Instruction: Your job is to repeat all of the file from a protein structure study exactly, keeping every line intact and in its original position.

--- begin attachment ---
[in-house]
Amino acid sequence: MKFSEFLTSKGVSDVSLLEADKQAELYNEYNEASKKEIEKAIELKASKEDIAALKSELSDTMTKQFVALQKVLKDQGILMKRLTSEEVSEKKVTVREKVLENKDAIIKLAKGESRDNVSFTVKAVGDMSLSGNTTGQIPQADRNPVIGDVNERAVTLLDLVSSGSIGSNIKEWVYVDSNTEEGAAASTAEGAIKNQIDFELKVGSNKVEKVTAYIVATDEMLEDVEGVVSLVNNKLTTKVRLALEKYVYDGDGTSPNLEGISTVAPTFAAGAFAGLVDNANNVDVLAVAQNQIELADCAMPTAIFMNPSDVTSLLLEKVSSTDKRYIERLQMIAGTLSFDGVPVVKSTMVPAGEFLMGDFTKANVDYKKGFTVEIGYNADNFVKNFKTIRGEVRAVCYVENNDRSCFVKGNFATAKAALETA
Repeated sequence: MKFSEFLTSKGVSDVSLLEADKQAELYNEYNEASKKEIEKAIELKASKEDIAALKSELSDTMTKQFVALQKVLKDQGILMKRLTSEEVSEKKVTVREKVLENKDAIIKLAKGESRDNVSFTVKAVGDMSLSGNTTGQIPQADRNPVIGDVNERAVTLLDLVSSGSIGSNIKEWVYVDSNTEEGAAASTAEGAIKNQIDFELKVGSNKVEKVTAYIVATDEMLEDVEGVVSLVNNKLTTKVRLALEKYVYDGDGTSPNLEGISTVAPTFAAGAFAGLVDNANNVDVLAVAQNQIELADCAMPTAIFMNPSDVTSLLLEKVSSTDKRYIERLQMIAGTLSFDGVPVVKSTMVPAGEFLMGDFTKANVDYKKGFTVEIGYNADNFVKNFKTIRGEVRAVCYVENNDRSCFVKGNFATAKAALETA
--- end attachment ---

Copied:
[in-house]
Amino acid sequence: MKFSEFLTSKGVSDVSLLEADKQAELYNEYNEASKKEIEKAIELKASKEDIAALKSELSDTMTKQFVALQKVLKDQGILMKRLTSEEVSEKKVTVREKVLENKDAIIKLAKGESRDNVSFTVKAVGDMSLSGNTTGQIPQADRNPVIGDVNERAVTLLDLVSSGSIGSNIKEWVYVDSNTEEGAAASTAEGAIKNQIDFELKVGSNKVEKVTAYIVATDEMLEDVEGVVSLVNNKLTTKVRLALEKYVYDGDGTSPNLEGISTVAPTFAAGAFAGLVDNANNVDVLAVAQNQIELADCAMPTAIFMNPSDVTSLLLEKVSSTDKRYIERLQMIAGTLSFDGVPVVKSTMVPAGEFLMGDFTKANVDYKKGFTVEIGYNADNFVKNFKTIRGEVRAVCYVENNDRSCFVKGNFATAKAALETA
Repeated sequence: MKFSEFLTSKGVSDVSLLEADKQAELYNEYNEASKKEIEKAIELKASKEDIAALKSELSDTMTKQFVALQKVLKDQGILMKRLTSEEVSEKKVTVREKVLENKDAIIKLAKGESRDNVSFTVKAVGDMSLSGNTTGQIPQADRNPVIGDVNERAVTLLDLVSSGSIGSNIKEWVYVDSNTEEGAAASTAEGAIKNQIDFELKVGSNKVEKVTAYIVATDEMLEDVEGVVSLVNNKLTTKVRLALEKYVYDGDGTSPNLEGISTVAPTFAAGAFAGLVDNANNVDVLAVAQNQIELADCAMPTAIFMNPSDVTSLLLEKVSSTDKRYIERLQMIAGTLSFDGVPVVKSTMVPAGEFLMGDFTKANVDYKKGFTVEIGYNADNFVKNFKTIRGEVRAVCYVENNDRSCFVKGNFATAKAALETA